1799 - Jupiter and Preneuse


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Naval History of Great Britain - Vol II
1799 Jupiter and Preneuse, & Hero 349

either the Camel or Rattlesnake, could be speedily despatched after her, Captain Lee sent an express overland to Captain George Losack, the senior British officer in Table bay. On what day the messenger arrived, or whether he arrived at all, we cannot say ; but on the 1st of October the British 50-gun ship Jupiter, Captain William Granger, acting in the absence (through sickness, we presume) of Captain Losack, sailed from Table bay, and on the 8th joined the Camel and Rattlesnake at Algoa bay.

On the next day, the 9th, the Jupiter weighed and made sail in quest of the Preneuse. On the 10th, in the afternoon, latitude 34 4l ' south, longitude 27 54' east, while running before a strong gale from the north-west by west, the Jupiter descried, and immediately stood towards, a ship in the north-east. As the Jupiter approached her, the ship, which was no other than the Preneuse herself, bore away to north-east, and made all sail to escape, followed by the British 50.

At 9 p.m. the Jupiter fired a shot at the Preneuse, which the latter, hoisting French colours, returned by a fire from her stern chasers. As it could not be owing to the Jupiter's good sailing, it was, in all probability, owing to the crippled state of the Preneuse, that the Jupiter soon got near enough to discharge her maindeck guns at the French frigate : her lowerdeck guns, although of double the caliber, it was found impossible to use, the turbulent state of the sea, and the little height allowable to such small-sized two-deckers, not admitting the opening of the ports. A running fight was thus kept up between the British 50 and French frigate during the whole of the night, and until 2 p.m. on the next day ; when the Jupiter succeeded in bringing the Preneuse to close action.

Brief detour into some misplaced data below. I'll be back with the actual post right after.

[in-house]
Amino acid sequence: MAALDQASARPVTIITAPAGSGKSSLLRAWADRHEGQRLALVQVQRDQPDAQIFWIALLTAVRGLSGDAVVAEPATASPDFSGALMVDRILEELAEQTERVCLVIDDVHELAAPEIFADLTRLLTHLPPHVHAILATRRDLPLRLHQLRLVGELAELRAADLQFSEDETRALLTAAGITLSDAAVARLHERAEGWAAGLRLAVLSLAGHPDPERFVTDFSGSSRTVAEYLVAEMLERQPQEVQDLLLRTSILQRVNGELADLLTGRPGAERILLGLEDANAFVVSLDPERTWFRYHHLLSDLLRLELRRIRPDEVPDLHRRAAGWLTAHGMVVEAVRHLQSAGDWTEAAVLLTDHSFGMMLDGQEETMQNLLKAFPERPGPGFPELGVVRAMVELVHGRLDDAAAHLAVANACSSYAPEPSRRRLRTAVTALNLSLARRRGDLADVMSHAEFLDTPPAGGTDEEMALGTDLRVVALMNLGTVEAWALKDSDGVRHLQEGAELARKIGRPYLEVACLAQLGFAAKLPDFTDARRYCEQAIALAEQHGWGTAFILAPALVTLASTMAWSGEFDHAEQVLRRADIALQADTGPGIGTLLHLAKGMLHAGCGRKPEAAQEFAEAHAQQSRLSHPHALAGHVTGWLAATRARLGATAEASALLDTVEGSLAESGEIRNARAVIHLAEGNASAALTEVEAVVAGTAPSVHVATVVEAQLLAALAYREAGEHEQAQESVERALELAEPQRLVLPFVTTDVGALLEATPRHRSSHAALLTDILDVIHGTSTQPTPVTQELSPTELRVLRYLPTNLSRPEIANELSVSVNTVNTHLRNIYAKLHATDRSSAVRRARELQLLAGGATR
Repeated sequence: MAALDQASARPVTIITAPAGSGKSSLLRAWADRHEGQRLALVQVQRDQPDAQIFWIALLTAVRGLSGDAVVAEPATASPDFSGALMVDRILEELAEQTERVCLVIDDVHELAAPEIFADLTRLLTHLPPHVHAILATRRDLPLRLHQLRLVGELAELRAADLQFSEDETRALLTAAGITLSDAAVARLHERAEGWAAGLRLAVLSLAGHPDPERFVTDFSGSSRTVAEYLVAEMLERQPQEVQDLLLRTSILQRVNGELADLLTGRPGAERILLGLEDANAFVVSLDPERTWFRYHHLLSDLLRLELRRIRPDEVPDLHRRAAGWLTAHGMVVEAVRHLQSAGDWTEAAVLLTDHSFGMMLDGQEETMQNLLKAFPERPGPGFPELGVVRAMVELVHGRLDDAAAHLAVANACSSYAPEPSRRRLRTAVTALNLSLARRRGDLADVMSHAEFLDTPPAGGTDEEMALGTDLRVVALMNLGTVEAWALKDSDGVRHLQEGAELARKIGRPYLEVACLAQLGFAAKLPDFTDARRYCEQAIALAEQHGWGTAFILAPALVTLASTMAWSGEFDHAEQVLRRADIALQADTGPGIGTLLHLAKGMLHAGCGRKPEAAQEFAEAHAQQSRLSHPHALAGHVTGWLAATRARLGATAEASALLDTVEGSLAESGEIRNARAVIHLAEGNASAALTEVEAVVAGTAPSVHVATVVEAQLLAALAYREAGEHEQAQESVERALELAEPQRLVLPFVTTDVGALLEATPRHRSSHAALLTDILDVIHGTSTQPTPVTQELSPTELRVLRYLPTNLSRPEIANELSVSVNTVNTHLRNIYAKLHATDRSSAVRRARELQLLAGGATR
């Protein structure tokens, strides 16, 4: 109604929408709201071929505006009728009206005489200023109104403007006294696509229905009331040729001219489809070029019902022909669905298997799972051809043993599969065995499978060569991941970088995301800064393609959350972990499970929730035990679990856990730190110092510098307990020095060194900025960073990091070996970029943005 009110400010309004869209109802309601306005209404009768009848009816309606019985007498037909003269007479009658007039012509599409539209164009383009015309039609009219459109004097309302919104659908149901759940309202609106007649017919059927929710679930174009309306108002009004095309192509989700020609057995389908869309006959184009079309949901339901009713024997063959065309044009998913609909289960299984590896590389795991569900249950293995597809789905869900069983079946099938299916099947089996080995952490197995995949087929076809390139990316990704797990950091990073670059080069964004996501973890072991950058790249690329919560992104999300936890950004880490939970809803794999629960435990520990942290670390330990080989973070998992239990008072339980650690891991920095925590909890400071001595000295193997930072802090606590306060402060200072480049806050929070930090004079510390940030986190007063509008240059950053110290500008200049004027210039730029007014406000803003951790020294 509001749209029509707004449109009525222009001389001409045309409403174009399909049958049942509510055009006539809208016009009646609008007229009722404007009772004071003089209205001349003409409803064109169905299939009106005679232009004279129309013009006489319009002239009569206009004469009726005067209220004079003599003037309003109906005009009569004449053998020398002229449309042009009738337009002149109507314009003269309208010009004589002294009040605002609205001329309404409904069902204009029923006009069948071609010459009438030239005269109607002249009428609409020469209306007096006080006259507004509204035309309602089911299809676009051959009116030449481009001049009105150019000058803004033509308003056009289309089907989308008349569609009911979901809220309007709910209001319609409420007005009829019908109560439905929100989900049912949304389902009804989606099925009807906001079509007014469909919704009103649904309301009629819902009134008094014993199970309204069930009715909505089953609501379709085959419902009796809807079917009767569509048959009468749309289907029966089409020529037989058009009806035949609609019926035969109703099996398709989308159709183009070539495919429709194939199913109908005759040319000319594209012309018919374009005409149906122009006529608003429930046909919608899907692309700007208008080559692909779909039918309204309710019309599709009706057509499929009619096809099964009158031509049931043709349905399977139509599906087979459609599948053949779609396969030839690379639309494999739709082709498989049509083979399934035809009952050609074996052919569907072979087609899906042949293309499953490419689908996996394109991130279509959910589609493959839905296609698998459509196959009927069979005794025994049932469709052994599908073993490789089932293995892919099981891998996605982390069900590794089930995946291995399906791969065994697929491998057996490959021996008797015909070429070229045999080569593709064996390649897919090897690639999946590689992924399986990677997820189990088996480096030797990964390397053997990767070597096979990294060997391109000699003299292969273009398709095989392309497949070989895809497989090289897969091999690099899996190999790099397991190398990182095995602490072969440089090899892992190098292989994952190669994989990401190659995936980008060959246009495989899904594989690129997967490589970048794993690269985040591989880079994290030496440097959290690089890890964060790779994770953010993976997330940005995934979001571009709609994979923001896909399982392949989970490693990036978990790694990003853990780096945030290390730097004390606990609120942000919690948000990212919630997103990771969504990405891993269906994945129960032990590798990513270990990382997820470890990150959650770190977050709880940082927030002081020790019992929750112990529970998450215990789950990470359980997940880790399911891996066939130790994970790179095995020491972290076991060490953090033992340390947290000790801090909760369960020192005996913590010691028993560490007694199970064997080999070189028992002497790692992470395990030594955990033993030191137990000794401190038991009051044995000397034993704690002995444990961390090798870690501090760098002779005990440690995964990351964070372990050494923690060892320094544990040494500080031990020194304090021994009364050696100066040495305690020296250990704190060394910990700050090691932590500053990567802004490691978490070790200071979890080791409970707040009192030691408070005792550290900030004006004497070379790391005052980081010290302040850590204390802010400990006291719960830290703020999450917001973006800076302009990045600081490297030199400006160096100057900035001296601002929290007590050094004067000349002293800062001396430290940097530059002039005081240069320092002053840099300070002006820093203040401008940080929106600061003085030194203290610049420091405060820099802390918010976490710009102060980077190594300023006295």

Although the weather was now moderate, the sea was still so high that, on opening the lowerdeck ports to get the 24-pounders into play, the water rushed in in such quantity, that the ports were obliged to be shut again ; and the Jupiter had to continue the action with her 12-pounders only. The consequence was, that, before the British 50 could produce any serious effect upon the French frigate, the latter had shot away the greater part of the former's running rigging, and badly wounded her fore and main masts : some loss, we believe, had also been inflicted, but its amount we are unable to state. In short, the Jupiter found it necessary to bear away to repair her damages ; and the Preneuse, satisfied with having beaten off an antagonist whom it would perhaps have been dangerous to press too closely, hauled to the wind on the starboard tack under all the sail she could carry, and effected her escape. The Preneuse's opponent, as soon as she had spliced her ropes and secured her masts, made sail also, but it was only to return to the port she had quitted on this unfortunate mission ; and on or about the 16th the discomfited Jupiter reanchored in Table bay.

This was a bad business certainly ; and, as no court of inquiry,

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